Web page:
Perhaps no Bitcoin story is more well-known to the mainstream — and most haunts Bitcoin evangelists — than the rise and fall of MtGox.
For about two years, Gox was the world’s largest Bitcoin exchange. Headquartered in Tokyo, the company at its height claimed it was processing $US3 billion-worth of Bitcoin, and was valued by some at $US1 billion dollars.
But cracks began forming in the Gox edifice just as Bitcoin demand began to surge: As early as Spring 2013, customers had begun complaining about delays in receiving transfers, and difficulties removing their fiat currency from their exchange’s wallets. A crackdown on Gox’s U.S. bank accounts that August further ratcheted up uncertainty about the fate of the exchange.
No one is still quite sure what happened to the missing Bitcoins — or how many are truly gone.
But for Daniel Mross, a Bitcoin software developer and the protagonist of the new documentary “The Rise and Rise of Bitcoin,” which premiered Wednesday at the Tribeca Film Festival, MtGox’s downfall was more tragic than malicious. And he put into perspective how much dominant they exchange could have been.
“I think MtGox had the potential of being a Google of Bitcoin, and to squander that is just really a shame,” Mross told BI in an interview Thursday. “It was the one,” he added.
The main problem, Mross said, was that CEO Mark Karpeles, 28, believed he was capable of taking on MtGox’s workload by himself. Karpeles took over the firm in 2011, and thanks to its seemingly sophisticated software and access — however short-lived — to American financial services, Gox’s popularity grew.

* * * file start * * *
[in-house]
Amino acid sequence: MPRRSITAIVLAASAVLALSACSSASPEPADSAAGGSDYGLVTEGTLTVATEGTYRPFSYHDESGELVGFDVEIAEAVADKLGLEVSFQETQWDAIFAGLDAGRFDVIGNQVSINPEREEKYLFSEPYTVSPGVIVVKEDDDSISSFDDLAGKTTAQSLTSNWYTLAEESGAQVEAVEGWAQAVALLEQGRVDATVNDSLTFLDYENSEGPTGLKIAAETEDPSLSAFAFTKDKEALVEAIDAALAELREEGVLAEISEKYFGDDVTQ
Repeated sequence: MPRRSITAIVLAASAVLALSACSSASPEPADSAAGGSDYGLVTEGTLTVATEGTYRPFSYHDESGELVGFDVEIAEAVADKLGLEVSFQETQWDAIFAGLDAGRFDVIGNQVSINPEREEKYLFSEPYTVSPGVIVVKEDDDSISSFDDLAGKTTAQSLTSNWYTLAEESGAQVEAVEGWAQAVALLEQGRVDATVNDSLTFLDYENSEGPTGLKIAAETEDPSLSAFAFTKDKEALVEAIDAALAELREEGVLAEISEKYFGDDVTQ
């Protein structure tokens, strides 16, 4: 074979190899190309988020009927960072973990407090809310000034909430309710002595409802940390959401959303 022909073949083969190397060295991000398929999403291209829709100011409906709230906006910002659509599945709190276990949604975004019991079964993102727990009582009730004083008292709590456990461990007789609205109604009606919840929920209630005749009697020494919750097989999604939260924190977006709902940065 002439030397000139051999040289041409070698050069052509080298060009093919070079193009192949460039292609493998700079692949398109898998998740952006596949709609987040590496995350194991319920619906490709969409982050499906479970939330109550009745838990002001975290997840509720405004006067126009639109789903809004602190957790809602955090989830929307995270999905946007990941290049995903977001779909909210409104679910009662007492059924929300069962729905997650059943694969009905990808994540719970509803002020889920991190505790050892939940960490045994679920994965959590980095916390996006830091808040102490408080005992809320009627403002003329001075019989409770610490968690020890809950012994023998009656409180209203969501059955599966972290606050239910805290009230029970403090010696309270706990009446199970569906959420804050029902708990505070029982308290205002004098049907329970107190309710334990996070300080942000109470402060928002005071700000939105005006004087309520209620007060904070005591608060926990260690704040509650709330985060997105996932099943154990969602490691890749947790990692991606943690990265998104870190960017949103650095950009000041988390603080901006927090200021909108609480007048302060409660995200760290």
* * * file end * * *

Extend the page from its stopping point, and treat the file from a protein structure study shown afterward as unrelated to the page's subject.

Gox’s payrolls failed to grow with it.
“He was the CEO, the CFO, he was the lead developer — there were only two other programmers at MtGox, and they were only doing front-end stuff — so he wrote all the software, installed all the servers, did all the infrastructure,” Mross said. “Just way too much, way in over his head.”
The filmmakers were given a tour of MtGox’s sterile, cubicle-less and seemingly windowless office, though Karpeles and chief marketing officer and fellow Frenchman Gonzague Gay-Bouchery come off as mostly upbeat, revealing no sign of the immense pressure their exchange is under.
That comes a bit later, when Karpeles gives a brief tour of his sparsely furnished apartment in downtown Tokyo, and tries and fails to play a one-handed version of “Fur Elise” on his electric keyboard.
“When we did talk to him when, we did finally get him on his own, then he opened up,” Mross said. “He was actually really friendly in a quiet kind of way, he seemed kind of a loner, had his personal life that he valued.”
“Definitely a quirky guy, a little bit off — in a good way, almost an endearing way,” Nicholas Mross, Dan’s brother and the film’s director added.
Daniel said Karpeles kept them waiting for hours at a time, causing their footage to be shot at night and rendering much of it unusable.
“That was definitely kind of an indicator of the bigger picture, how he dealt with things — ‘Oh, I’ll get to that whenever I’m ready to,’ ” Mross said.
Nicholas Mross said he tried to take a journalistic approach to Bitcoin’s booms and busts, though is mostly a celebration of the cryptocurrency and the culture that’s grown up around it.
Still, he does not omit the ultimate fate of another key protagonist, Charlie Shrem, who ran a U.S. exchange called BitInstant. Last fall, Shrem was indicted on money laundering charges. In fact, the film’s key strength is just how early it got in on the Bitcoin story: There’s a scene in which Shrem, only a few months after BitInstant’s launch, complains of how much he’s had to spend on lawyers.
“The first thought honestly was, ‘This is terrible,’ — we felt bad for the guy. But from a filmmaking perspective there’s the idea of our footage now becomes historic — this thing happened that we we captured at a time that can’t be recreated.”
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